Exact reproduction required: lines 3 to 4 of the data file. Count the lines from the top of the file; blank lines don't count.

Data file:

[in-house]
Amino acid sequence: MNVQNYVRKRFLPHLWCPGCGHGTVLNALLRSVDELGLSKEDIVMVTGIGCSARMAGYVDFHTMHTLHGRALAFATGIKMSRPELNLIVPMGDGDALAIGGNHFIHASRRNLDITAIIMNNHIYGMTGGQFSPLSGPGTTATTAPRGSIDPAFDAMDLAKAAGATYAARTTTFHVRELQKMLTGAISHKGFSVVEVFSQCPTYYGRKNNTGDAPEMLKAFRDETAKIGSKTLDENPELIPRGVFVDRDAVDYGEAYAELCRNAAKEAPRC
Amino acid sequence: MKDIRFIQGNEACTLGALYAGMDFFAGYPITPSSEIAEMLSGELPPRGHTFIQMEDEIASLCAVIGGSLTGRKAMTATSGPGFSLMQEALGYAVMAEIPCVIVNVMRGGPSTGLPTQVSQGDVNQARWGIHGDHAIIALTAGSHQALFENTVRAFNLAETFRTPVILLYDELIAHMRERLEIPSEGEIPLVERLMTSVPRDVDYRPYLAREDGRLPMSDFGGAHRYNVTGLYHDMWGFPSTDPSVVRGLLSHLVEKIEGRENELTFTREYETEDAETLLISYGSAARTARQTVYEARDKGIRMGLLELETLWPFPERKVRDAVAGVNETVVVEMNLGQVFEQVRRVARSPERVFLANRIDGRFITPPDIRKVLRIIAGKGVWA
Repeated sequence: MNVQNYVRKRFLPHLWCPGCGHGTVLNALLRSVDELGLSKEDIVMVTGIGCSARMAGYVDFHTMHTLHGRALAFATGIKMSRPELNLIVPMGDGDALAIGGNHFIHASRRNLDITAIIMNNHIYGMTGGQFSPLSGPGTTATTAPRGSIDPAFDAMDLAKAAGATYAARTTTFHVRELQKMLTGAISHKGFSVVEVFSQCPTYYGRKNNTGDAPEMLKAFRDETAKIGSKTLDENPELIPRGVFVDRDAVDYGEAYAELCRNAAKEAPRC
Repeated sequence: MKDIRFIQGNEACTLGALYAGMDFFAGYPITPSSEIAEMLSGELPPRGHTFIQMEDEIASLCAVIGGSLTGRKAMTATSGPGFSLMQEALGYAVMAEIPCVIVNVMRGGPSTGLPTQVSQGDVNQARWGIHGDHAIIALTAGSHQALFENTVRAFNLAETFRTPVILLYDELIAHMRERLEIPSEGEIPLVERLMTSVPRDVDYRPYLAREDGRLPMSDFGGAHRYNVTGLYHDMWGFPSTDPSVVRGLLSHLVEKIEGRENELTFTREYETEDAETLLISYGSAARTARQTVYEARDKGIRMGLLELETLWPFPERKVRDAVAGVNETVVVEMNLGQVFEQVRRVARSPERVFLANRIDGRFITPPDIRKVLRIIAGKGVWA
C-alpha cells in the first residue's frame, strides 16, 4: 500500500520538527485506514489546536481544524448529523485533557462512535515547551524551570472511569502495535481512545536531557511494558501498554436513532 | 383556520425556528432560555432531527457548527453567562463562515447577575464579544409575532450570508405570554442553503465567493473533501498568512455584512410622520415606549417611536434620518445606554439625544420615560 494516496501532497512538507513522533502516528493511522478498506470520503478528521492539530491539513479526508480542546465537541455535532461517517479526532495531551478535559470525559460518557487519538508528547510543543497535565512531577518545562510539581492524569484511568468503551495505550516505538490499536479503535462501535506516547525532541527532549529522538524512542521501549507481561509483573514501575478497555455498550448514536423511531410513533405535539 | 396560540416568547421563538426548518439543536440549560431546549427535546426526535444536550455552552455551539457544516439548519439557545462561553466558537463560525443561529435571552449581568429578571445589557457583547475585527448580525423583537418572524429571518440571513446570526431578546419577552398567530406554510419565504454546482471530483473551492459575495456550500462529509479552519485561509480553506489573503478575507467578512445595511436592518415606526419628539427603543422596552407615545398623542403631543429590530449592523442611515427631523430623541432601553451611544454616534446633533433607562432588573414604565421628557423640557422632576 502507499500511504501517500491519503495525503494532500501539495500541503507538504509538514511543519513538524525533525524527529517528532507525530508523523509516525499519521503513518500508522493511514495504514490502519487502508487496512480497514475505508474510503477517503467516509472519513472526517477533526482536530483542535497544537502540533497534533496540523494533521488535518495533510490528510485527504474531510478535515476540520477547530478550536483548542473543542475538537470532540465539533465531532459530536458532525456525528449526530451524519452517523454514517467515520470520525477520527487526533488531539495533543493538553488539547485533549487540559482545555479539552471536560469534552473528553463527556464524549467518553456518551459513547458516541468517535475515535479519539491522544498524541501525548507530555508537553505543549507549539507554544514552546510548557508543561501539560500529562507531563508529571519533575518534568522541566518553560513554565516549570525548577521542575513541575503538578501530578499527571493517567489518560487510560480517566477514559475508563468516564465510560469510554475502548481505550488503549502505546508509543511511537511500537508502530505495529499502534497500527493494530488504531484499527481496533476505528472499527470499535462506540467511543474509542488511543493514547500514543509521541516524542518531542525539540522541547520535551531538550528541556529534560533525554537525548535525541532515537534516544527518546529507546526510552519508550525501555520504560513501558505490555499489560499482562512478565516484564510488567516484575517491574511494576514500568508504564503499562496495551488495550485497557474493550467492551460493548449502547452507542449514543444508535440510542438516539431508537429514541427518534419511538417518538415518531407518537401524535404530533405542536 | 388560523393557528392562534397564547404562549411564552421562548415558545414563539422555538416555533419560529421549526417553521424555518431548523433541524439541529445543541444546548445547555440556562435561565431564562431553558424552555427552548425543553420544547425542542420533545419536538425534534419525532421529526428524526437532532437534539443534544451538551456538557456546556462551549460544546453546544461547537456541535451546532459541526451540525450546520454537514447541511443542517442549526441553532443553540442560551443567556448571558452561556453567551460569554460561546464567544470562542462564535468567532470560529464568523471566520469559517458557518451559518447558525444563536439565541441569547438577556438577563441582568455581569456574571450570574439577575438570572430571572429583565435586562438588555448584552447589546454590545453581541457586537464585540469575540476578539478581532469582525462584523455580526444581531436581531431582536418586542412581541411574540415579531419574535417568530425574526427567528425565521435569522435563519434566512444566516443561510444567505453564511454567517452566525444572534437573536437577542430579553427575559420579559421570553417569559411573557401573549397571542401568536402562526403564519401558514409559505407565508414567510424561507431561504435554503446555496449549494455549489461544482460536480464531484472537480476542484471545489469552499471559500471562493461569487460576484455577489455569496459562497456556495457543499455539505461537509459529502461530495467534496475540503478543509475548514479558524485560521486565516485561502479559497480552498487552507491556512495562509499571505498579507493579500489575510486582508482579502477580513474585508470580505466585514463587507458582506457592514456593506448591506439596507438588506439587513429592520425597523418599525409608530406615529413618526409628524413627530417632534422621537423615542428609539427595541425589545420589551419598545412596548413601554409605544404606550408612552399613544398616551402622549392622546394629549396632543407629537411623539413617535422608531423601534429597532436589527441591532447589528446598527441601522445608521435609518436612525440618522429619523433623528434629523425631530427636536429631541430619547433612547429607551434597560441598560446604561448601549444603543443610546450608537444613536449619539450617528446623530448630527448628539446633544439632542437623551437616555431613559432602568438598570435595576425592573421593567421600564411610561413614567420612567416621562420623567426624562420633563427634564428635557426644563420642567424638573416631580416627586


Amino acid sequence: MKDIRFIQGNEACTLGALYAGMDFFAGYPITPSSEIAEMLSGELPPRGHTFIQMEDEIASLCAVIGGSLTGRKAMTATSGPGFSLMQEALGYAVMAEIPCVIVNVMRGGPSTGLPTQVSQGDVNQARWGIHGDHAIIALTAGSHQALFENTVRAFNLAETFRTPVILLYDELIAHMRERLEIPSEGEIPLVERLMTSVPRDVDYRPYLAREDGRLPMSDFGGAHRYNVTGLYHDMWGFPSTDPSVVRGLLSHLVEKIEGRENELTFTREYETEDAETLLISYGSAARTARQTVYEARDKGIRMGLLELETLWPFPERKVRDAVAGVNETVVVEMNLGQVFEQVRRVARSPERVFLANRIDGRFITPPDIRKVLRIIAGKGVWA
Repeated sequence: MNVQNYVRKRFLPHLWCPGCGHGTVLNALLRSVDELGLSKEDIVMVTGIGCSARMAGYVDFHTMHTLHGRALAFATGIKMSRPELNLIVPMGDGDALAIGGNHFIHASRRNLDITAIIMNNHIYGMTGGQFSPLSGPGTTATTAPRGSIDPAFDAMDLAKAAGATYAARTTTFHVRELQKMLTGAISHKGFSVVEVFSQCPTYYGRKNNTGDAPEMLKAFRDETAKIGSKTLDENPELIPRGVFVDRDAVDYGEAYAELCRNAAKEAPRC